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CBIC extends due date for Filing GST Annual Return

CBIC extends due date for Filing GST Annual Return

The Central Board of Indirect Taxes and Customs ( CBIC ) has extended the due date for filing GSTR-9 (Annual Return) for the Financial Year 2018 – 19 to be extended till the 30th of September, 2020.

The GST Council, in its 39th meeting, had extended the due date for filing GSTR-9 (Annual Return) and GSTR-9C (Reconciliation Statement) for the Financial Year 2018 – 19 to 30th June 2020.

GSTR 9 is an annual return to be filed yearly by taxpayers registered under GST. It consists of details regarding the outward and inward supplies made/received during the relevant previous year under different tax heads i.e. CGST, SGST & IGST, and HSN codes. It is a consolidation of all the monthly/quarterly returns (GSTR-1, GSTR-2A, GSTR-3B) filed in that year. Though complex, this return helps in extensive reconciliation of data for 100% transparent disclosures.

The late fees for not filing the GSTR 9 within the due date is Rs 100 per day, per act. That means late fees of Rs 100 under CGST and Rs 100 under SGST will be applicable in case of delay. Thus, the total liability is Rs 200 per day of default. This is subject to a maximum of 0.25% of the taxpayer’s turnover in the relevant state or union territory. However, there is no late fee on IGST yet.

Read Notification here: https://www.taxscan.in/preview/?previews=15ax53cDwCpa7kwoRqfcTGX6Lai_q4Go_

Source: TaxScan.

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CBIC clarifies on issues under GST Law for Companies under IBC

CBIC clarifies on issues under GST Law for Companies under IBC

The Central Board of Indirect Taxes and Customs ( CBIC ) has issued clarifications in respect of issues under GST law for companies under the Insolvency and Bankruptcy Code, 2016 (IBC) in connection with the notification issued on  Saturday.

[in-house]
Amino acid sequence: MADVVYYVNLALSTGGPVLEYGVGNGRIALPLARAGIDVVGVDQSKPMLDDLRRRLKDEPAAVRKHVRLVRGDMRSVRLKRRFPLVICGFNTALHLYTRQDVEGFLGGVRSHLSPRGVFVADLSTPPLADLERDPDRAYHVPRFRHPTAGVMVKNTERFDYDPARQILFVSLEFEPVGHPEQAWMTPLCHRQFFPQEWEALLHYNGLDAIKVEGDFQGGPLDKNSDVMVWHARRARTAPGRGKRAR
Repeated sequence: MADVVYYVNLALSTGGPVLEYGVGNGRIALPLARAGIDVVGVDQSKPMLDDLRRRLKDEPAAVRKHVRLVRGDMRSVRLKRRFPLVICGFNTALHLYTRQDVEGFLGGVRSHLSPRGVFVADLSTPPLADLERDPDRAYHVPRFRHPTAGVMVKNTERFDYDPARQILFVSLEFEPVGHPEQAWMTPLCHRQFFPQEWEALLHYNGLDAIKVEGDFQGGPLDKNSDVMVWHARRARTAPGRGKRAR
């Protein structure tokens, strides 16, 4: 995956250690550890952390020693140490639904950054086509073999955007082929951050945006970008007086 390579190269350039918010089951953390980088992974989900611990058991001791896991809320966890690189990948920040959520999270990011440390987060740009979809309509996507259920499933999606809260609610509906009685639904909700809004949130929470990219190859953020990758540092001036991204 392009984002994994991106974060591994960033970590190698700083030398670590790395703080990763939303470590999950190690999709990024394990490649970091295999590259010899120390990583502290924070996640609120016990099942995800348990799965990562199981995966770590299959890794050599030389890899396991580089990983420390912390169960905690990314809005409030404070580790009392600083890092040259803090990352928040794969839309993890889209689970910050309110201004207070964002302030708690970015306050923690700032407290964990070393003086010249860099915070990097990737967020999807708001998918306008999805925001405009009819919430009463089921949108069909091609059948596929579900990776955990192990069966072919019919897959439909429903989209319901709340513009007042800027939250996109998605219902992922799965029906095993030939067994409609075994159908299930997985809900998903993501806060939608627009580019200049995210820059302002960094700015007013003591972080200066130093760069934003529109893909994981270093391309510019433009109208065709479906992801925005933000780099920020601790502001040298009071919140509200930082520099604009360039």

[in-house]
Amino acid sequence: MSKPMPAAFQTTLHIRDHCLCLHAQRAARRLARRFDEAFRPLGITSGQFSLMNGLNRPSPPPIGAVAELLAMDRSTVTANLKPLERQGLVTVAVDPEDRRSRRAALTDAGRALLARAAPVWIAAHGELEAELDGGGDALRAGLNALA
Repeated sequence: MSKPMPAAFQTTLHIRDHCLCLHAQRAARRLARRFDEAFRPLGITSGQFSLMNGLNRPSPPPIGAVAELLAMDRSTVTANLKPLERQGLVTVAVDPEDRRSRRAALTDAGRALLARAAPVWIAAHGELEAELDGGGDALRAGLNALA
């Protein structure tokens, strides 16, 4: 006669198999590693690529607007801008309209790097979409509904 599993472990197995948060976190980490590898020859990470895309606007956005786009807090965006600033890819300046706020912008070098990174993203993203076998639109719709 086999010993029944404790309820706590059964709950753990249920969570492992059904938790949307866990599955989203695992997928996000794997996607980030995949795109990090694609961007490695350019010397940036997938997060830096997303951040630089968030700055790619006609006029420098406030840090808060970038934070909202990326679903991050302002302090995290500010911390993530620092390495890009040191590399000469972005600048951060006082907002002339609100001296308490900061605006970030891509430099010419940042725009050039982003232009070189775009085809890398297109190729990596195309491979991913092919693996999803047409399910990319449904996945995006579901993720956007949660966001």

As per the Code, no coercive action can be taken against the corporate debtor for dues of the period prior to insolvency commencement date and such dues shall be treated as ‘operational debt’ for which claims may be filed by the PO before the NCLT in accordance with the provisions of IBC.

“The tax officers shall seek the details of supplies made/received and total tax dues pending from the corporate debtor to file the claim before the NCLT. Moreover, section 14 of the IBC mandates the imposition of a moratorium period, wherein the institution of suits or continuation of pending suits or proceedings against the corporate debtor is prohibited,” the CBIC Circular said.

Regarding the cancellation of GST registration of corporate debtor, the circular clarified that registration of an entity for which CIRP has been initiated should not be cancelled. However, the Proper Officer may suspend the registration. In case of cancellation of registration of an entity undergoing CIRP within the permitted time, the Circular advises that appropriate steps should be taken.

According to the circular, IRP/RP are not bound to file returns for the pre-CIRP period as the Code does not impose an obligation on them to comply with all legal requirements for period after the Insolvency Commencement Date.